Why this blog?

To understand why this blog was created and where it got its name, start here

Thursday, May 31, 2012

Saint Rémy de Provence

I'd hardly unpacked my bags and sorted my photos of China when Patrice and I took yet another trip. Last week's destination: Saint Rémy de Provence and the home of Georges and Joëlle, friends of Patrice.

Saint Rémy de Provence is located between Arles and Avignon in the south of France. It's an area known for a small mountain chain known as Les Alpilles (little Alpes). It's also known for wines and olive oil and Roman ruins.  Oh yeah, and Van Gogh. Vincent Van Gogh spent a year in Saint Rémy at the psychiatric hospital Saint-Paul de Mausole. We've been interested in tracing the steps of Van Gogh as you've seen in earlier posts here and here.
The period spent in the calm of the Saint Paul asylum represents a major period in Van Gogh's artistic production and the town has created a complete walking itinerary - following in the steps of Van Gogh with panels showing reproductions of his works at the exact locations which inspired him.
Imagining what his room might have been like
The view often seen in paintings
Entrance to the asylum
The actual hospital is off limits to visitors, so the visit is centered in the church and cloister

Sunday, May 20, 2012

China au pif

My son Eric started studying Chinese 14 years ago in preparation for his study of Traditional Chinese Medicine. He lived in Taiwan for three years and has also worked and traveled extensively throughout mainland China. Eric served as interpreter when he and my other son, Philippe, spent 4 months touring Asia in 2001. I have wanted to visit China with Eric as tour guide ever since then. I had the opportunity this month when our schedules finally coincided.

I met Eric in Taipei, had dinner with some of his close friends, and we toured city's night markets, and museum before taking the train to Taroko Gorge - Taiwan's version of the Grand Canyon.
Suspension foot bridge - Taroko Gorge
We then flew to Hong Kong so that I could get the tourist visa that would allow me to visit mainland China.

One day later, visa in hand, we took a train to Guangzhou - a city that Eric knows well as the source for the medicinal herbs used in Chinese medicine.

After a few days in big cities, we stepped back in time as we visited the mysterious karst mountains found in the Li river valley near Guilin. We set off on bicycles to explore the region around Yangshuo - a photographer's paradise.


Final stage of the trip: Beijing, the famous Forbidden City and nearby Great Wall of China.


I loved watching the double take - head snap, wide eyes and big smile each time Eric conversed in fluent Mandarin. People were always friendly, sharing insights normally unavailable to the average tourist. And we had complete autonomy - no group tours being herded on buses at impossible hours.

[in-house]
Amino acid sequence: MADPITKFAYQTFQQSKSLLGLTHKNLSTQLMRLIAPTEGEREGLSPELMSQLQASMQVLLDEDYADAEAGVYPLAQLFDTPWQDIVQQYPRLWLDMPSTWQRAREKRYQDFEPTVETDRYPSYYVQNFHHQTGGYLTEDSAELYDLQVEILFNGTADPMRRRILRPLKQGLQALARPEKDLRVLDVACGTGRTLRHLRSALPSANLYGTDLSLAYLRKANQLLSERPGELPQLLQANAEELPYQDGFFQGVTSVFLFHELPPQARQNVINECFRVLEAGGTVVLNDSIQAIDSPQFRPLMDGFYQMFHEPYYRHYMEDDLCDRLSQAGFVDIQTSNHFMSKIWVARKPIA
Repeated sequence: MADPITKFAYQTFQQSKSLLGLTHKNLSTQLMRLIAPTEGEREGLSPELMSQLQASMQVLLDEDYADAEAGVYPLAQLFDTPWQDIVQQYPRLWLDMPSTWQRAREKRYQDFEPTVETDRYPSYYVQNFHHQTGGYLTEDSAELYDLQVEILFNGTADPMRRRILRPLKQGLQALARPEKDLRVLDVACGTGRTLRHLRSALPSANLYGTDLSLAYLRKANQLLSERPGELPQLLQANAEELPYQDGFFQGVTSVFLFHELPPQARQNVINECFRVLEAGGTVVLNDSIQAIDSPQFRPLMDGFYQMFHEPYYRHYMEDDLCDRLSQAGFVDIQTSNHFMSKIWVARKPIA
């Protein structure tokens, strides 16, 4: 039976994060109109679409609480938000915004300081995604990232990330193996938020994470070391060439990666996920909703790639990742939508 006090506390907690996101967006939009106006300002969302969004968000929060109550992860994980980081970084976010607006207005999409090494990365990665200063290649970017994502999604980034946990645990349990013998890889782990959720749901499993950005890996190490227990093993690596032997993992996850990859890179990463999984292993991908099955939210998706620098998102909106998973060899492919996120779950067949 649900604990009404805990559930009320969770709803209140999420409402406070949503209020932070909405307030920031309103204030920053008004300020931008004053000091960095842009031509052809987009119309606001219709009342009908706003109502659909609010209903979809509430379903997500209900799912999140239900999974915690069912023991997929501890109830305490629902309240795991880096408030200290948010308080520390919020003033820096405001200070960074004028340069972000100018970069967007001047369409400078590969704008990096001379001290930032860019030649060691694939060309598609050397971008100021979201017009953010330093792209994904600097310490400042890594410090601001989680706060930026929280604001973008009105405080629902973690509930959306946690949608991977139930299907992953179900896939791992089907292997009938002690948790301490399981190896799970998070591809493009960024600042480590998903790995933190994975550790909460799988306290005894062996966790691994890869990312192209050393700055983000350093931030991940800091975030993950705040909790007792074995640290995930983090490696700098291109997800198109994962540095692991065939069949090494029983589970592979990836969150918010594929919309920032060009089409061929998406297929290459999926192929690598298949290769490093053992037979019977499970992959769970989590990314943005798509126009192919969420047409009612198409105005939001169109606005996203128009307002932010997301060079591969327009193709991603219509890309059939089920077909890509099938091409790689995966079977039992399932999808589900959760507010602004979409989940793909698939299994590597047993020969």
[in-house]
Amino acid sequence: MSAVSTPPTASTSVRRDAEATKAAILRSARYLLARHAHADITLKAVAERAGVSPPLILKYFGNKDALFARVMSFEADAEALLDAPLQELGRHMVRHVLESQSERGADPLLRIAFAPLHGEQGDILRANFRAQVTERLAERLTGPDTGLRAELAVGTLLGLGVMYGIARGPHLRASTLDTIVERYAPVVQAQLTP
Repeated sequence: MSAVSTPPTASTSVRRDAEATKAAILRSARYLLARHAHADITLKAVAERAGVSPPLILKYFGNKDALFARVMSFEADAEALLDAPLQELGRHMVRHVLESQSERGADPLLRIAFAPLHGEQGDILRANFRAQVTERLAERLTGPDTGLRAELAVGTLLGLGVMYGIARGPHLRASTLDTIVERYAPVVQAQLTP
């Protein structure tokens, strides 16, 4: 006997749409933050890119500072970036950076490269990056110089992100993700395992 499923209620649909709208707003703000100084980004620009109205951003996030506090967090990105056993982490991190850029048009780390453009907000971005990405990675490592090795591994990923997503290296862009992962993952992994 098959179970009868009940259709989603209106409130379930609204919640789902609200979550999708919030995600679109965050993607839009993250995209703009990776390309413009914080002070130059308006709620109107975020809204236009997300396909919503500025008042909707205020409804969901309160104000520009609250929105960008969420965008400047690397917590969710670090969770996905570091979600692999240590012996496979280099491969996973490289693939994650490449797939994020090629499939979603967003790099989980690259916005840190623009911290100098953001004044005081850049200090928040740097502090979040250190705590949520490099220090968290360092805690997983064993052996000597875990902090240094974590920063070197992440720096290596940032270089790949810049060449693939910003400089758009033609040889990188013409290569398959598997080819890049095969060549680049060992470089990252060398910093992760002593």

The trip was blissfully stress-free for me. Eric did all the ordering in restaurants, introducing me to culinary specialties from every part of the country. I sampled a world of fresh fruits and vegetables that I'd never tried before: durian, jack fruit, dragon fruit, lychees, loquat, mangosteen, and innumerable green leafy vegetables. We ate fish and fowl hacked into bite sized pieces and served bones and all.  We also saw, but didn't taste, all manner of weird things such as snakes, scorpions, cicadas, sea horses, duck tongues, sheep penis, etc.

Scorpion appetizers
And the shopping! Commerce is king, haggling over prices is mandatory, and Eric's  mastery of the language and the rules of the game resulted in some fabulous deals on clothes, DVDs and handbags.

The China we visited was a fascinating study in contrast: Taiwan with its western influence, food, dress, accents, and customs were quite different from those in the capital Beijing.
Hong Kong
And the cities of Hong Kong and Guangzhou, awash in neon, in striking contrast with smaller towns such as Guilin and Yangshuo attracting Chinese and western tourists alike for their natural beauty and amazing landscapes.
Sunset on the Li River near Guilin
What an experience! I've been struggling for days, poring over pictures and words, trying to capture the range of exotic sights, sounds, tastes, smells in an attempt to give you a glimpse of what I enjoyed during my two weeks in China. Here is the link to a Google+ album with some of the highlights.



Wednesday, May 2, 2012

A few more photos from Morocco

While I've been on an airplane to China, Patrice has compiled the last of our photos to Morocco. Follow this link for photos of Tellouet and the Tizi-n-Tichka - the mountain pass we crossed on our way back to Marrakech.

Tuesday, May 1, 2012

China

Just when I've finished sorting through photos of our trip to Morocco, I'm packing my bags again.

This time I'm off to meet my son, Eric, in China. First stop: Taiwan, then Hong Kong, Guangzhou, Guilin, and Beijing. I plan to take lots of photos, but it may a few weeks before I am back online. Please check back after May 16th.

Aït Benhaddou


Aït Benhaddou is a fortified city, or "ksar", along the former caravan route between the Sahara and Marrakech. Click here for additional pictures.


The Drâa Valley


The Drâa Valley is captivating as the bright green palmeraies mark a stunning contrast with the arid, rocky slopes rising on either side. The valley is dotted with kasbahs and stunning Berber villages. It’s an enchanting route, especially in the soft mauve light of the early evening. Please click here for more photos taken along the way.